is said to be named for a leader of the Soboba Indians, Chief Tahquitz, about whom there are various legends. In one particular story, after changing from a loved to a hated chief as a result of evil spirits, Tahquitz' body was destroyed by his tribe, but his spirit escaped to the present Tahquitz Peak. Thunderstorms in the area are evidence of his presence. Legend has it that his spirit still lives there with a rattlesnake and a condor, although the watchful fire lookout cannot corroborate this.
Tahquitz Peak is located along the Desert Divide in the San Jacinto Mountains of Southern California. From the summit of this alpine beauty, views abound. To the north, Marion Mtn is seen across Tahquitz Valley. Palm Springs can be seen to the east along with the Santa Rosa mountains. Looking south on a clear day in the afternoon, you can see the Mt Palomar telescope dome glittering in the sunlight. Westerly vistas are of the Inland Empire, as well as San Gabriels.
The most direct route to this peak is up the South Ridge Trail; a more scenic ascent is via Devil's Slide from Humber Park. Along the way up you pass through Jefferey Pines, Live Oak, Fir and Lodgepole Pine. This is a very popular hike, but if you choose to do it in the winter or spring you can have less crowds. The hike to this peak can be combined with a variety of other hikes
in the San Jacinto Wilderness.
Located within the popular San Jacinto Wilderness on the Idyllwild Ranger District, Tahquitz Peak Lookout is both an important fire detection facility and a hiking destination with expansive views of the Sonoran Desert to the east, and the Los Angeles basin to the west. It is a 20'enclosed timber tower with R514'x14' wooden cab. Built in 1937, it was the last active lookout on the San Bernardino National Forest when it was deactivated in 1993.
Tahquitz Peak Lookout
Restored in 1998, it returned to service in October and is staffed seven days a week by Lookout Host volunteers. Tahquitz Peak lookout was the second highest lookout in California at 8828'. It is also the forest’s longest continuously operated station, serving some 77 years, and is the only lookout located inside a Wilderness area.
Tahquitz Peak has recently received a facelift, including a new paint job. Many thanks go to Wayne Clark for occasionally providing mules to carry supplies to the lookout. Each mule can carry up to 150 pounds on specially designed packs. In the San Jacinto Wilderness, all work must be done with regular hand tools. No power tools, not even cordless, are allowed.
You must first get to the quaint little mountain town of Idyllwild and find your way to Humber Park for the trailhead. Idyllwild is located on the western slope of the San Jacinto mountain range. This quiet hollow sits at 5300' with an elevation gain up to 6300' at Humber Park trail heads.
From Hemet, take CA Hwy 74E to the CA Hwy 243 junction in Mountain Center. Turn left at "Y" in road and continue on the 243 to Idyllwild.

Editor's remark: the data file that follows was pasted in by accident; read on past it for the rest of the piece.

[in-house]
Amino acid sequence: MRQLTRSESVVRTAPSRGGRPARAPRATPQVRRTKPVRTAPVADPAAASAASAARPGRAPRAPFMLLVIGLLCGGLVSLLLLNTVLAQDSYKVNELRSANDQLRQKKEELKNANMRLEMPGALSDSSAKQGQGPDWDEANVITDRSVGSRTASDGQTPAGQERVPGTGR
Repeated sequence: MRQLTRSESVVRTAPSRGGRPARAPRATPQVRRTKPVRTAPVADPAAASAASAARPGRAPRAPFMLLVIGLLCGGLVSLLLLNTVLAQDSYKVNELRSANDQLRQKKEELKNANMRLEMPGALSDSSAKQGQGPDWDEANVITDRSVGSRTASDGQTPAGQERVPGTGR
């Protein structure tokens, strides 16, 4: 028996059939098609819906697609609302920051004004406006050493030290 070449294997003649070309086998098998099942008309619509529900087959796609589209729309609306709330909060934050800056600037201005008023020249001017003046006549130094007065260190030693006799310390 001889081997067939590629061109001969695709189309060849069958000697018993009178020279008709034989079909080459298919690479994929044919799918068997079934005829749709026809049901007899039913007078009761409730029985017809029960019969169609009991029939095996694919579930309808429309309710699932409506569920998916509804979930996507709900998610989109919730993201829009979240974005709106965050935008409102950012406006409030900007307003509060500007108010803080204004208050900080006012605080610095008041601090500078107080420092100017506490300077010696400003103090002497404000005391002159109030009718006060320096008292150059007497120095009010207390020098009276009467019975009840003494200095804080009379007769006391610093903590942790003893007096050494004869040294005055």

From Banning, take I-10E to CA Hwy 243S to the town of Idyllwild.
Once in Idyllwild, follow North Circle Drive to Humber Park where the road will circle around through roadside parking and toilet facilities.
When To Climb
Tahquitz Peak can be climbed year-round. Late Spring and Summer will be a busy time on the trail and water may not be available in creeks (be sure to filter before drinking)
Do not under-estimate the winter conditions, sections of trails can be very exposed with serious drop-offs while snow is present. Be comfortable and confident with crampons/in-steps, ice is frequent along the trail in late winter/early Spring.
Parking at Humber Park will require a National Adventure Pass
which can be purchased at the Idyllwild Ranger station or several of the local merchants for $30 annually. For another $5, a pass can be purchased for a second vehicle. Daily passes can also be purchased for $5.
Additionally, you will need a hiking permit, available at the Idyllwild Ranger Station. Of all my travels up Devil's Slide Trail, I have only once not seen a friendly ranger hanging out at Saddle Junction checking for permits. My daughter swears she saw a llama, but I think she was hallucinating.
San Jacinto Ranger District
P.O. Box 518
Idyllwild, CA 92549
Voice: (909) 382-2921
Fax: (951) 659-2107
Camping is not permitted at Humber Park nor on the trails to Tahquitz Rock, although many climbers spend the night in, or next to, their vehicles in the parking lot. Running water is not available at the trail heads.
There is ample camping available in the town of Idyllwild year round. Idyllwild Park is just west of Idyllwild on Riverside County Playground Road. Price is $15 a night with hot showers for a nominal fee. (909)659-2656
Idyllwild Campground is located just north of Idyllwild along CA Hwy 243. Rates vary $12-16 nightly depending on time of year. Hot showers and flushable toilets available. (800)444-7275
Mountain Conditions Mountain weather conditions